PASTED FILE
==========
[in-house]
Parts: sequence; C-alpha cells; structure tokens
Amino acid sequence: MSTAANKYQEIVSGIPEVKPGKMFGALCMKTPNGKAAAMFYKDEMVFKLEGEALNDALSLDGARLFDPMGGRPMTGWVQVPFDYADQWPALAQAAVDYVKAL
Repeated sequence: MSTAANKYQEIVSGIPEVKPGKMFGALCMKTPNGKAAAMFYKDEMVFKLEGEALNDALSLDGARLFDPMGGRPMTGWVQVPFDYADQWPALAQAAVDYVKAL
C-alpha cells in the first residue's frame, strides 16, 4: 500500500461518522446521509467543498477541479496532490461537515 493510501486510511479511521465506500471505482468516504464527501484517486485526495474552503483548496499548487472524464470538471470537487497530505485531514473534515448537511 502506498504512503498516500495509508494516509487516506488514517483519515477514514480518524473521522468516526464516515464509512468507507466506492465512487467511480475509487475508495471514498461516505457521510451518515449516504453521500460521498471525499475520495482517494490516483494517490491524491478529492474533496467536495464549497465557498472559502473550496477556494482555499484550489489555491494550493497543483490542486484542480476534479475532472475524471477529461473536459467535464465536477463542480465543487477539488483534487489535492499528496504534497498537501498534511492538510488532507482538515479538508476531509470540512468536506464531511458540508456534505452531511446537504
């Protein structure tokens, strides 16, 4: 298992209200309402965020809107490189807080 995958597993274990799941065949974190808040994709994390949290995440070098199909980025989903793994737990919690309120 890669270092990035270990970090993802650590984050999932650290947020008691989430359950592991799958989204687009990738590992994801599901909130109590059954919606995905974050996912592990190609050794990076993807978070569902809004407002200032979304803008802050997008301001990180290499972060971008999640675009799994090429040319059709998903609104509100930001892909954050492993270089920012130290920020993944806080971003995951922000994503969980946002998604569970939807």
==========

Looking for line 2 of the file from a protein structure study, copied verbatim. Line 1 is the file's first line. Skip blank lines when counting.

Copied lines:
Parts: sequence; C-alpha cells; structure tokens